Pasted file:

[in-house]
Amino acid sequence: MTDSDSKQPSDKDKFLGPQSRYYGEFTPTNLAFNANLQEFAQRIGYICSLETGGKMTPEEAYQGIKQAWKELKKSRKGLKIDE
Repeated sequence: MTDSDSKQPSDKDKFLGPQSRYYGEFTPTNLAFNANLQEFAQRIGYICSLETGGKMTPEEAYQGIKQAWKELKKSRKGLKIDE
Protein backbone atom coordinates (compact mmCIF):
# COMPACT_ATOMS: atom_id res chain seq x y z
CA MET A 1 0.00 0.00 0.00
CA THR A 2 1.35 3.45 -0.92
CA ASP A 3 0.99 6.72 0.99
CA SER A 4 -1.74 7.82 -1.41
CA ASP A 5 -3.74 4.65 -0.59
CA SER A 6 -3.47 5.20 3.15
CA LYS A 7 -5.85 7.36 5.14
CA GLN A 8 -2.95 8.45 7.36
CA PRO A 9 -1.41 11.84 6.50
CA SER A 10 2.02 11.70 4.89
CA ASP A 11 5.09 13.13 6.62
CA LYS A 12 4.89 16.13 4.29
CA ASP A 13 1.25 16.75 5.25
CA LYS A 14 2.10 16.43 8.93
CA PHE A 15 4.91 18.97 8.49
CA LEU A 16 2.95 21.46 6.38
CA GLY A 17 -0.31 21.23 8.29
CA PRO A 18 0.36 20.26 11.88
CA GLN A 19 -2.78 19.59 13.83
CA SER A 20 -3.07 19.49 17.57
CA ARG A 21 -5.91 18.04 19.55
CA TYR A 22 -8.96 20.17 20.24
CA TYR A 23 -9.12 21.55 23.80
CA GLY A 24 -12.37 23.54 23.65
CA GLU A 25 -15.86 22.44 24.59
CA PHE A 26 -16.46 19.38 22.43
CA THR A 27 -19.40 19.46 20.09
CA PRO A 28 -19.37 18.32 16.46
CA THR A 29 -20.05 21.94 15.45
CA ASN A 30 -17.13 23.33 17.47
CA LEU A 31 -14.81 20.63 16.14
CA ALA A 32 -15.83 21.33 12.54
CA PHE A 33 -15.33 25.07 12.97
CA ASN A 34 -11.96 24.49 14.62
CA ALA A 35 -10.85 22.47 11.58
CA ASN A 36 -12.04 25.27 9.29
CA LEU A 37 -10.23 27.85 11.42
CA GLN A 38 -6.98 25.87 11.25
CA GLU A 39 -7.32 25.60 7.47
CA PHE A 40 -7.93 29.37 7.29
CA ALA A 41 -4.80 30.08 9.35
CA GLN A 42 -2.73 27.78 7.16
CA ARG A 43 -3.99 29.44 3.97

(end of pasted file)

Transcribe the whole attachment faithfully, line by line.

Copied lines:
[in-house]
Amino acid sequence: MTDSDSKQPSDKDKFLGPQSRYYGEFTPTNLAFNANLQEFAQRIGYICSLETGGKMTPEEAYQGIKQAWKELKKSRKGLKIDE
Repeated sequence: MTDSDSKQPSDKDKFLGPQSRYYGEFTPTNLAFNANLQEFAQRIGYICSLETGGKMTPEEAYQGIKQAWKELKKSRKGLKIDE
Protein backbone atom coordinates (compact mmCIF):
# COMPACT_ATOMS: atom_id res chain seq x y z
CA MET A 1 0.00 0.00 0.00
CA THR A 2 1.35 3.45 -0.92
CA ASP A 3 0.99 6.72 0.99
CA SER A 4 -1.74 7.82 -1.41
CA ASP A 5 -3.74 4.65 -0.59
CA SER A 6 -3.47 5.20 3.15
CA LYS A 7 -5.85 7.36 5.14
CA GLN A 8 -2.95 8.45 7.36
CA PRO A 9 -1.41 11.84 6.50
CA SER A 10 2.02 11.70 4.89
CA ASP A 11 5.09 13.13 6.62
CA LYS A 12 4.89 16.13 4.29
CA ASP A 13 1.25 16.75 5.25
CA LYS A 14 2.10 16.43 8.93
CA PHE A 15 4.91 18.97 8.49
CA LEU A 16 2.95 21.46 6.38
CA GLY A 17 -0.31 21.23 8.29
CA PRO A 18 0.36 20.26 11.88
CA GLN A 19 -2.78 19.59 13.83
CA SER A 20 -3.07 19.49 17.57
CA ARG A 21 -5.91 18.04 19.55
CA TYR A 22 -8.96 20.17 20.24
CA TYR A 23 -9.12 21.55 23.80
CA GLY A 24 -12.37 23.54 23.65
CA GLU A 25 -15.86 22.44 24.59
CA PHE A 26 -16.46 19.38 22.43
CA THR A 27 -19.40 19.46 20.09
CA PRO A 28 -19.37 18.32 16.46
CA THR A 29 -20.05 21.94 15.45
CA ASN A 30 -17.13 23.33 17.47
CA LEU A 31 -14.81 20.63 16.14
CA ALA A 32 -15.83 21.33 12.54
CA PHE A 33 -15.33 25.07 12.97
CA ASN A 34 -11.96 24.49 14.62
CA ALA A 35 -10.85 22.47 11.58
CA ASN A 36 -12.04 25.27 9.29
CA LEU A 37 -10.23 27.85 11.42
CA GLN A 38 -6.98 25.87 11.25
CA GLU A 39 -7.32 25.60 7.47
CA PHE A 40 -7.93 29.37 7.29
CA ALA A 41 -4.80 30.08 9.35
CA GLN A 42 -2.73 27.78 7.16
CA ARG A 43 -3.99 29.44 3.97